• Kevlar Board

It is slightly stiffer and cheaper than carbon fiber. With this board, you can expect better impact resistance and strength. You need to know that Kevlar is more impossible to work with and are best left out for the experts.

2. Shape

As a skimmer, you want a shape that defines who you are and one that enhances your athletic ability. The rocker is defined as the curve of the head of your skimboard. This determines how easily you can get from the sand to the water. So, the more curve the better.

There are five common shapes; Proto, Thomas, Sacramento, Raza, and streamline. Proto has a wide waist and a narrow tail and nose which provide a perfect middle ground for stability and maneuverability. It is best for bank slides and long rides.

  • Streamline

Streamline has a narrow midsection, a large tail and nose, and curving rails. All of these are good for a flat spin speed runs, ollies, small waves, and bank slides. Thomas shape falls between Proto and Sacramento. It has side cuts and a wide midsection which increases stability and straight tracking. It also has a wide nose and tail which provides more control for blunt slides and for ollies.

  • Sacramento

Sacramento has an extra wide waist. It offers high speed due to its profile on the board. It also has double cuts on the sides that help make an effortless pop and at the same time a straight tracking. Raza is like Sacramento but offers more maneuverability. The tail and the nose offer a lighter swing. The shape is best for maximum pop and doing technical skills.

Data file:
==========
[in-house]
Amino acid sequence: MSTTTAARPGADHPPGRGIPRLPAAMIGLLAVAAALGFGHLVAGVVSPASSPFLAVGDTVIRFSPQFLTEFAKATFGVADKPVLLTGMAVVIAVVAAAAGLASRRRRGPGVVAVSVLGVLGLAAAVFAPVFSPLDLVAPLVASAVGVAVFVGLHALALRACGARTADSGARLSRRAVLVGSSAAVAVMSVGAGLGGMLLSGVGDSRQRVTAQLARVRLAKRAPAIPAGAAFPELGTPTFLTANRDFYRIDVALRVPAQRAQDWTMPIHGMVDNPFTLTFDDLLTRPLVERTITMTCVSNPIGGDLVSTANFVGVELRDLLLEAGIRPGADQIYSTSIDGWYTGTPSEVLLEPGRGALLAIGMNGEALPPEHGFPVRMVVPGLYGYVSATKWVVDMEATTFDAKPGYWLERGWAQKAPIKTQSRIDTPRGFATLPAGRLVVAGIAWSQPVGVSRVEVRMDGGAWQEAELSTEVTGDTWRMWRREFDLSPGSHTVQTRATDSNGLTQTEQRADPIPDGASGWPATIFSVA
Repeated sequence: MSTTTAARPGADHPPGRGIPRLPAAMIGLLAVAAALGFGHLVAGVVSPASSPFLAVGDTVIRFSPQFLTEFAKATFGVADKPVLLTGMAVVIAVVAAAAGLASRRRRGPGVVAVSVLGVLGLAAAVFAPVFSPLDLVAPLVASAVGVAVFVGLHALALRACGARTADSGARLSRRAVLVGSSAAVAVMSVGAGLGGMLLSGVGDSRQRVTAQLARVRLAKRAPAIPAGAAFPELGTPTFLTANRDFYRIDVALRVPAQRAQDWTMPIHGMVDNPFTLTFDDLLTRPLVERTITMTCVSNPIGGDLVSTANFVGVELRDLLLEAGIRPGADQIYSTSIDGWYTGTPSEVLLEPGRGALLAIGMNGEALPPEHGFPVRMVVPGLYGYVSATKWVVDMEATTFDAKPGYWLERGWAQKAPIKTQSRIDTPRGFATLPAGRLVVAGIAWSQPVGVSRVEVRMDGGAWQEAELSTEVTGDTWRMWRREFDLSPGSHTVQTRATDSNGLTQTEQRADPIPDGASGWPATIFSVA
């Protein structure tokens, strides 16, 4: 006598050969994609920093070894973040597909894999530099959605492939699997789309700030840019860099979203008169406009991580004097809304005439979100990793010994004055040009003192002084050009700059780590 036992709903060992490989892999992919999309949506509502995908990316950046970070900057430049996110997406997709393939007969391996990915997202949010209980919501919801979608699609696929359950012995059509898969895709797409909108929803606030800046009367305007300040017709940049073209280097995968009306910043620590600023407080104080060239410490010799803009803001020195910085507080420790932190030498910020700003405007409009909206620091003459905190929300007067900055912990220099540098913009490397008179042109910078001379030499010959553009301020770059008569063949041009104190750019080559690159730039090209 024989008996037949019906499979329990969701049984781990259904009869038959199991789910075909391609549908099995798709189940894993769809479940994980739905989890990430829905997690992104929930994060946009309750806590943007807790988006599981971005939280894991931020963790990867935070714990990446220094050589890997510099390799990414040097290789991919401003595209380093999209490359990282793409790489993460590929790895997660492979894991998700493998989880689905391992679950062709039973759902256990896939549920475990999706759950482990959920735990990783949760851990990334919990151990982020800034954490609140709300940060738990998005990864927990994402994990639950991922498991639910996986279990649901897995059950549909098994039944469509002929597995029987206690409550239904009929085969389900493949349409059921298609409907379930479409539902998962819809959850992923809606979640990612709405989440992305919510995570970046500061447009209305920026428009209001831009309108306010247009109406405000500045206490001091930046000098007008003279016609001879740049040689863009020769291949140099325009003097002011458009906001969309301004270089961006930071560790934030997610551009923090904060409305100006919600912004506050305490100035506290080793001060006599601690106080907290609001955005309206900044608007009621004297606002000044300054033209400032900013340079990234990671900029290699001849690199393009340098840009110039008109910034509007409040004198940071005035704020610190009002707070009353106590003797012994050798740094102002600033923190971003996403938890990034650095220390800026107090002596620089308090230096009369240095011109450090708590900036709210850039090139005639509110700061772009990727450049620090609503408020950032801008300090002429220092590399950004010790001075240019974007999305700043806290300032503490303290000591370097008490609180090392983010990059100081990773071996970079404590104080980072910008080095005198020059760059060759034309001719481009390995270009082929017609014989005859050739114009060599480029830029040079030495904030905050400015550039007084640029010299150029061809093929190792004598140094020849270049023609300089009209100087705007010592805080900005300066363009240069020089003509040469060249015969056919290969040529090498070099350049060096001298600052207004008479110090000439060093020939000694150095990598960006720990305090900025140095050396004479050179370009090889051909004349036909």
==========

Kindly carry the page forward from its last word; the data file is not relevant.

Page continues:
Remember that the shape of the skimboard plays a major role in skimboard sizing. This comes in when choosing a narrow or wider board and longer or shorter boards.

  • Tail Shape

This is a great determiner when it comes to shapes and performance of a skimboard. The tail shape is the one that decides how much water you’ll spray and the overall maneuverability of the board.

The most common tail shapes are swallow which is also called the W shaped, pintails, and square tails. The pintails are very stable in the water while the square and swallowtails offer more maneuverability and are good at throwing a bigger spray.

3. Thickness

The thickness of the board will determine how far you will go in the water. Thicker boards tend to travel further in the water but remember the thicker the board is, the heavier its weight will be. Thick boards are less responsive and don’t turn well as thin ones. The good thing about thick boards is that they offer more float than thin ones.

The standard options are 3/4 inches thick, 5/8 inches medium, 3/4 inches tapered, and 5/8 inches thin.

4. Weight

This is the easiest part that anyone can figure out. We all know that the lighter the board the better since it decides on your speed both on water and on land. The experts recommend that you go for the lightest one especially if you are a beginner. This will help you operate the board and do tricks easily.

Make sure to check on the resin as there has been a case where the board may be light due to fiberglass that is not well saturated. So, if you prefer making your skimboard all by yourself, put enough resin.